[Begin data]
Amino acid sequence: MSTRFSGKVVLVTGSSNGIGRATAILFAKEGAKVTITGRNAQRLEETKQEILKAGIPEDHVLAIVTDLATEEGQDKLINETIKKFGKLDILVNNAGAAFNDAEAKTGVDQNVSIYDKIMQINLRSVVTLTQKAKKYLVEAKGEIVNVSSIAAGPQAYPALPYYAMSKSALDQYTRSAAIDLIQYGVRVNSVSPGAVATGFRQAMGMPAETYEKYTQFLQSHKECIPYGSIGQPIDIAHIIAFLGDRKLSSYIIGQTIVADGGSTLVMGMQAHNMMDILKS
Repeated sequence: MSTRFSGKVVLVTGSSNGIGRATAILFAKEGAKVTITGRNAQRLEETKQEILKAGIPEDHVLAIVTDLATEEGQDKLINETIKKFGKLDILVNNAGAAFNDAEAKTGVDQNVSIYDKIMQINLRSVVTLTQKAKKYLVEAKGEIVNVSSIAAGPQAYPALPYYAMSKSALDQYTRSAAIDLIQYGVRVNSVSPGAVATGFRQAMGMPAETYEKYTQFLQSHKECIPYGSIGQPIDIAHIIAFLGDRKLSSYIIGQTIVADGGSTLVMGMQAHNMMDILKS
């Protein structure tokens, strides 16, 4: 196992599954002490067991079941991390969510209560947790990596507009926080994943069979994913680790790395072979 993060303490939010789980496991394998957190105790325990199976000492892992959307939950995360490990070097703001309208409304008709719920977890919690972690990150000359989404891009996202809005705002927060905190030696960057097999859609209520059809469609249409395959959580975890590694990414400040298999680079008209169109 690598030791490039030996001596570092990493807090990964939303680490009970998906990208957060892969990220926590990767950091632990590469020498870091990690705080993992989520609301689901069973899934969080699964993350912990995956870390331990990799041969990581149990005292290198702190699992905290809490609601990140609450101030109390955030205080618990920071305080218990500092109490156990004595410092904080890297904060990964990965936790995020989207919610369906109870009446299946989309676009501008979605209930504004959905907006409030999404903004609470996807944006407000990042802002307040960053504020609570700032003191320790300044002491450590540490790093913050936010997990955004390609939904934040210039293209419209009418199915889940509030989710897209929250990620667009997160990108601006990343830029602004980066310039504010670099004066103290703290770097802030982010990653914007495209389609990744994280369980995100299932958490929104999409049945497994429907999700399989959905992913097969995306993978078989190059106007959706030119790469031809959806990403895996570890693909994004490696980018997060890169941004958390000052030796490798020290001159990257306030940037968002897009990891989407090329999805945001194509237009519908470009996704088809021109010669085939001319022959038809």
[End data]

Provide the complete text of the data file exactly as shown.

Amino acid sequence: MSTRFSGKVVLVTGSSNGIGRATAILFAKEGAKVTITGRNAQRLEETKQEILKAGIPEDHVLAIVTDLATEEGQDKLINETIKKFGKLDILVNNAGAAFNDAEAKTGVDQNVSIYDKIMQINLRSVVTLTQKAKKYLVEAKGEIVNVSSIAAGPQAYPALPYYAMSKSALDQYTRSAAIDLIQYGVRVNSVSPGAVATGFRQAMGMPAETYEKYTQFLQSHKECIPYGSIGQPIDIAHIIAFLGDRKLSSYIIGQTIVADGGSTLVMGMQAHNMMDILKS
Repeated sequence: MSTRFSGKVVLVTGSSNGIGRATAILFAKEGAKVTITGRNAQRLEETKQEILKAGIPEDHVLAIVTDLATEEGQDKLINETIKKFGKLDILVNNAGAAFNDAEAKTGVDQNVSIYDKIMQINLRSVVTLTQKAKKYLVEAKGEIVNVSSIAAGPQAYPALPYYAMSKSALDQYTRSAAIDLIQYGVRVNSVSPGAVATGFRQAMGMPAETYEKYTQFLQSHKECIPYGSIGQPIDIAHIIAFLGDRKLSSYIIGQTIVADGGSTLVMGMQAHNMMDILKS
């Protein structure tokens, strides 16, 4: 196992599954002490067991079941991390969510209560947790990596507009926080994943069979994913680790790395072979 993060303490939010789980496991394998957190105790325990199976000492892992959307939950995360490990070097703001309208409304008709719920977890919690972690990150000359989404891009996202809005705002927060905190030696960057097999859609209520059809469609249409395959959580975890590694990414400040298999680079008209169109 690598030791490039030996001596570092990493807090990964939303680490009970998906990208957060892969990220926590990767950091632990590469020498870091990690705080993992989520609301689901069973899934969080699964993350912990995956870390331990990799041969990581149990005292290198702190699992905290809490609601990140609450101030109390955030205080618990920071305080218990500092109490156990004595410092904080890297904060990964990965936790995020989207919610369906109870009446299946989309676009501008979605209930504004959905907006409030999404903004609470996807944006407000990042802002307040960053504020609570700032003191320790300044002491450590540490790093913050936010997990955004390609939904934040210039293209419209009418199915889940509030989710897209929250990620667009997160990108601006990343830029602004980066310039504010670099004066103290703290770097802030982010990653914007495209389609990744994280369980995100299932958490929104999409049945497994429907999700399989959905992913097969995306993978078989190059106007959706030119790469031809959806990403895996570890693909994004490696980018997060890169941004958390000052030796490798020290001159990257306030940037968002897009990891989407090329999805945001194509237009519908470009996704088809021109010669085939001319022959038809």